Apple rolled out its Health app nearly two years ago, but most people still have no idea what the hell it does or how to use it. But once you have a basic understanding, it can do wonders to keep you healthy. No Fitbit required.

The first thing to know: the Health app does a few cool things on its own, but it truly shines when synced up with other health and fitness apps. With its underlying HealthKit software, it actively collects data from your other fitness apps about everything from your weight and workout habits to your sleep patterns and stress levels -- then builds a comprehensive health profile, morphing your phone into an all-powerful wellness coach. It's like having a dream team of MDs, personal trainers, and psychotherapists working together in your pocket.

Below are some of the best Health-compatible apps around, plus a few helpful tips on how the latest version of the software might save your life. For real.

Screenshot via Lifesum/Shutterstock

Keep tabs on your calorie intake and weight fluctuations

What to download: Lifesum (free)
This app makes tracking your calorie intake super easy all day long, and slips in regular reminders to drink water to keep your metabolism running on point. When this data's shared with Health, it'll give you a high-level look at how your calorie intake, diet, and weight fluctuates in relation to your sleep and physical activity, and vice versa. Do you eat less on the days you work out in the morning? Are you eating differently when you're sleeping less? You'll be able to trace correlations pretty easily.
 

Track your stress levels and get the most out of meditation

What to download: Omvana (free)
By syncing the Omvana meditation app with Health, you can track your stress levels and get recommendations for guided meditations best suited to your needs. Omvana also has access to your Health app data -- heart rate, blood pressure, etc. -- to give you a heads-up when it's time to chill.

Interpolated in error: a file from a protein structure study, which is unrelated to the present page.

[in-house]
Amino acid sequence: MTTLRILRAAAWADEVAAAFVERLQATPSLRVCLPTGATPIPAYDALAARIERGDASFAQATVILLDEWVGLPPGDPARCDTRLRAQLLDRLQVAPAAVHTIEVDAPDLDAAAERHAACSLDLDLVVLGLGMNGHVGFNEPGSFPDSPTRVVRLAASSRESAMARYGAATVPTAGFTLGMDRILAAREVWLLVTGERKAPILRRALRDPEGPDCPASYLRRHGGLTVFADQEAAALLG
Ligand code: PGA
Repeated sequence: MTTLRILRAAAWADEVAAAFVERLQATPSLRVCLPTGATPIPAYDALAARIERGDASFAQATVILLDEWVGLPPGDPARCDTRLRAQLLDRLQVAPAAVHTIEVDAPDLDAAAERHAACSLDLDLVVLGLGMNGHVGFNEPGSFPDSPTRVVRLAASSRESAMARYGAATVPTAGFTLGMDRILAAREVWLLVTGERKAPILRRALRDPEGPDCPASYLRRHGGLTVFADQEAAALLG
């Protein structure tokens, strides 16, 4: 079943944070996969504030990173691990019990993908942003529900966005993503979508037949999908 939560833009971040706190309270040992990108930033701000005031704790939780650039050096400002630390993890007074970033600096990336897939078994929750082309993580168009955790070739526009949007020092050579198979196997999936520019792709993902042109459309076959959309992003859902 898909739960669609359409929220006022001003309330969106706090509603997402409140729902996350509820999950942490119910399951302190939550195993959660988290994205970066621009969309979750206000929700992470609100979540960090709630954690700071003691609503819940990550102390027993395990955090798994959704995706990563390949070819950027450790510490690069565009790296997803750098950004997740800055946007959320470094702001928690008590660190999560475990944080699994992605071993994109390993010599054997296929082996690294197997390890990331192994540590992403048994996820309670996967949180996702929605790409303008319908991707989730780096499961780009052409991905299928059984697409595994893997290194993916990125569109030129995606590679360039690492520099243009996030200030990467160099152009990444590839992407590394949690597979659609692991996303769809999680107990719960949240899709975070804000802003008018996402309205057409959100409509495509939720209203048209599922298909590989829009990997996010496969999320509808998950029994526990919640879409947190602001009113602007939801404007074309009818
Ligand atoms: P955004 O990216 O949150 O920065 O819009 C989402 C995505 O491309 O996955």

Screenshot via Strava/Shutterstock

Understand how your runs and rides fit into your overall health

What to download: Strava (free)
Popular apps like Strava, which tracks your runs and bike rides with GPS, take your fitness to the next level when used with the Health app. Combined with information about your weight, calories burned, sleep patterns, and pretty much all other health concerns, you can better understand exactly how hard you pushed yourself and how that workout affected your health on the whole.
 

Dance yourself clean and lean

What to download: Dance Party (free)
If busting a move is your preferred method of getting in shape or merely a supplementary bonus, the Dance Party game app syncs up with Health to help you see how such this kind of physical exertion fits in with your other daily workout routines and habits -- think diet and sleep -- to contribute to your general well-being.

Screenshot via Sleep Cycle/Shutterstock

Train yourself to get better sleep

What to download: Sleep Cycle (99 cents)
Sleep Cycle is already a very popular alarm clock app that monitors your REM cycle to determine the best moment for you to wake up so you don't feel like a groggy mess. When synced with Health, it gets even better. It submits data on your time spent in bed, sleep schedules, and sleeping heart rate to your Sleep Analysis dashboard so you can get an at-a-glance look at your sleep patterns and compare them alongside potential triggers like diet or activity level.